I agree emphatically with this. In fact, now that I think about it, I'd envision James killing Mary when he had been sitting up with her for several days or more, which fits very closely with several things--how devoted and how obsessive he was in his love for Mary, how strong the subconcious element is in Silent Hill 2, and the fact that lack of sleep can cause extremely bad decision-making as well as hallucinations and other manifestations of insanity. It doesn't actually make you insane, but there is no question that it makes you not yourself... even slight lack of sleep can make you grumpy and stressed. As an insomniac, I know I'm definitely not myself when I haven't slept enough. Imagine what months of improper sleep from worrying and caring for a sick, frightened, bitter and agonized spouse would do to a person. I don't think James was merely emotional when he killed Mary--I think he was also screwed up physically and mentally from not taking care of himself. That seems pretty standard in a case like this.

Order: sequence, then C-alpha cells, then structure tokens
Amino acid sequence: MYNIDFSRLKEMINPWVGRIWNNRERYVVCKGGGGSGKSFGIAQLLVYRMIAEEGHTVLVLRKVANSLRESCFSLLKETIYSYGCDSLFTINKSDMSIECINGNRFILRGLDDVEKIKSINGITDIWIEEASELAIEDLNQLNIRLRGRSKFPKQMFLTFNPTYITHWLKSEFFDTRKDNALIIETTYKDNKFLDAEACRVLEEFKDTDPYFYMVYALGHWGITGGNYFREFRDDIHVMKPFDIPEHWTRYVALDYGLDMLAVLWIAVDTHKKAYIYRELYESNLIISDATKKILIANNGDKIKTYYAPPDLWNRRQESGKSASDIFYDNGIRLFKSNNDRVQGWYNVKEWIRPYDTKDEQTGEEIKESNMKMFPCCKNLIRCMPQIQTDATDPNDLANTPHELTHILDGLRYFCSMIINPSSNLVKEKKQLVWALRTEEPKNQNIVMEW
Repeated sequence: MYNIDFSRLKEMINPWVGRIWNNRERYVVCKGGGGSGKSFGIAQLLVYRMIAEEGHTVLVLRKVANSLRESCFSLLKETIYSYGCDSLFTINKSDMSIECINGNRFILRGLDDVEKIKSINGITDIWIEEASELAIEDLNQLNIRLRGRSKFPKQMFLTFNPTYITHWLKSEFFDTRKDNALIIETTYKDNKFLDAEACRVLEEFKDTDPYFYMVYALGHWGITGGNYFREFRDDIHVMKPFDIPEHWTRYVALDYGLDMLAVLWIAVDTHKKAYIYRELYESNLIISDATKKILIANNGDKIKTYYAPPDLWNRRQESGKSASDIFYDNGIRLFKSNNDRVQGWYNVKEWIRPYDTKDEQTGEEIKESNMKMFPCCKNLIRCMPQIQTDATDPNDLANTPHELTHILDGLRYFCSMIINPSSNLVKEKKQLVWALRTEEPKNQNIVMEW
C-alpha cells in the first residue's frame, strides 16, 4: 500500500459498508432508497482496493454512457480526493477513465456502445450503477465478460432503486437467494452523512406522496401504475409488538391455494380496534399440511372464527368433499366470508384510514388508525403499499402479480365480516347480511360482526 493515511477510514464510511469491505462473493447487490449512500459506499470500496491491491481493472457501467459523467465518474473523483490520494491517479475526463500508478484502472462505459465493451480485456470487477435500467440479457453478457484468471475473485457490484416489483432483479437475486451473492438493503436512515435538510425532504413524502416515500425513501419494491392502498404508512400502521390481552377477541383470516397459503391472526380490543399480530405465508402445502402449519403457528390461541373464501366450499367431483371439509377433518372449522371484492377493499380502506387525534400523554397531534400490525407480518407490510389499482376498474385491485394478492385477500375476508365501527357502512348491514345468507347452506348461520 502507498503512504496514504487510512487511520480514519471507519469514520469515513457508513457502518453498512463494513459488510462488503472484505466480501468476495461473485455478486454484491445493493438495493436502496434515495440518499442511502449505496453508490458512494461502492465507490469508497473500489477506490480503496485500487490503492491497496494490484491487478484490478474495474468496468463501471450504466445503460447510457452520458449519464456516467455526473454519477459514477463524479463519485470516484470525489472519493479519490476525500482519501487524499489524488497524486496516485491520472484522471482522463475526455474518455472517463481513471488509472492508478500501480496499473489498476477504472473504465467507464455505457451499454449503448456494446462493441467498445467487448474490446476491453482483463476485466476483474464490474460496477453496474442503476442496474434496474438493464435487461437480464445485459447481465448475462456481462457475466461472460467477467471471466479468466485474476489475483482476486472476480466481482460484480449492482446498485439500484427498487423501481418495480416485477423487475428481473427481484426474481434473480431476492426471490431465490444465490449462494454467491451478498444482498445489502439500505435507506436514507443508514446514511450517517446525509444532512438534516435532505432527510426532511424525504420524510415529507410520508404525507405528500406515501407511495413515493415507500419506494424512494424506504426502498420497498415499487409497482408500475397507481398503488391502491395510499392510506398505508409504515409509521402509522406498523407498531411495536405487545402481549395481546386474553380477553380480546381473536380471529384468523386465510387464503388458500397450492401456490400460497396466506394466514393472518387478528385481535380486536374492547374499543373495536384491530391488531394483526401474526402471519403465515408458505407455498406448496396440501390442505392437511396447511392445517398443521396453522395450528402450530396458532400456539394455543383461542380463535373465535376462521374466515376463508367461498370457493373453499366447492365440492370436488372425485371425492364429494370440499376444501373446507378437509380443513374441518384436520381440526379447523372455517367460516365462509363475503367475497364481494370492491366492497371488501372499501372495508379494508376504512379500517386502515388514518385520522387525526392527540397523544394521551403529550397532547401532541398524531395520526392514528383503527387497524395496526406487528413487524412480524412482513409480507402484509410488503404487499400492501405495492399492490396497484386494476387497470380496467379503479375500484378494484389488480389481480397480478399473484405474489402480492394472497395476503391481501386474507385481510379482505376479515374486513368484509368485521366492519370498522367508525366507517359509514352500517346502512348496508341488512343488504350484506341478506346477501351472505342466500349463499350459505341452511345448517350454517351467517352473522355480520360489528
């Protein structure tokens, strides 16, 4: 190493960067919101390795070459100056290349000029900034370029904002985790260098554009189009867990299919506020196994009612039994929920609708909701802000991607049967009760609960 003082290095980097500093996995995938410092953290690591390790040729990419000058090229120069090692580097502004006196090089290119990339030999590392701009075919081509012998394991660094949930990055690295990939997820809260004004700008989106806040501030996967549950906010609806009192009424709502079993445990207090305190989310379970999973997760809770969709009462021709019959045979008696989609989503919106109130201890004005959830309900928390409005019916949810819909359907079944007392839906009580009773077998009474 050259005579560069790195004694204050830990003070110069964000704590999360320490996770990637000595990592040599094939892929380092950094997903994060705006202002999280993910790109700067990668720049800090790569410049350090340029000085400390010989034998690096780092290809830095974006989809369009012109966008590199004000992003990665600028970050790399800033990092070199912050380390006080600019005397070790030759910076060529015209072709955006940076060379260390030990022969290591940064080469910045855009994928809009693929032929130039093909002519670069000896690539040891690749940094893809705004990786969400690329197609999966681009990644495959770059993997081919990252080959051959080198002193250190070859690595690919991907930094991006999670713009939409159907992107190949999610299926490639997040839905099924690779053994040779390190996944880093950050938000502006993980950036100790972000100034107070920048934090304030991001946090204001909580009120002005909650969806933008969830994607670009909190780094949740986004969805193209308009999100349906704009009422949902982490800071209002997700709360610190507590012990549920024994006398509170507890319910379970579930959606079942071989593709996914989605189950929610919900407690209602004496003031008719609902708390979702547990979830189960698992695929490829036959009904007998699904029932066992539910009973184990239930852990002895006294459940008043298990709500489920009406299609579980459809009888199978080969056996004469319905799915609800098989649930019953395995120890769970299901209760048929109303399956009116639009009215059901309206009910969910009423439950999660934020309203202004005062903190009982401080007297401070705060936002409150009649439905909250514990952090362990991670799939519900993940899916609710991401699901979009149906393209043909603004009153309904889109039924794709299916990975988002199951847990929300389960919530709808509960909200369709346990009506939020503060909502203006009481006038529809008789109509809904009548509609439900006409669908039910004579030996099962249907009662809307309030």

Other ideas to support the lack of sleep... when I haven't slept in a while, I become even more naturally pale--at least when we see him in the real world prodding his face in the mirror, James is SO pale, and it doesn't look natural, it looks deeply unhealthy and purplish-grey. He isn't emaciated, so he was clearly not starving; probably eating to keep himself going, which is how I get when I haven't slept enough; I eat more than usual so that I don't get too sleepy to continue what I'm doing. He was probably eating a lot and running to build muscle and relieve stress. I know a guy who always thought he would be okay if he ran a while, pushed himself a little farther, got a little stronger, etc. It was unhealthy, but it was his coping mechanism. Subtle factors, but hey, it's Konami--I wouldn't put it past 'em. I think James is this type of man... athleticism is a refuge for him, and he refuses to need sleep when Mary needs him.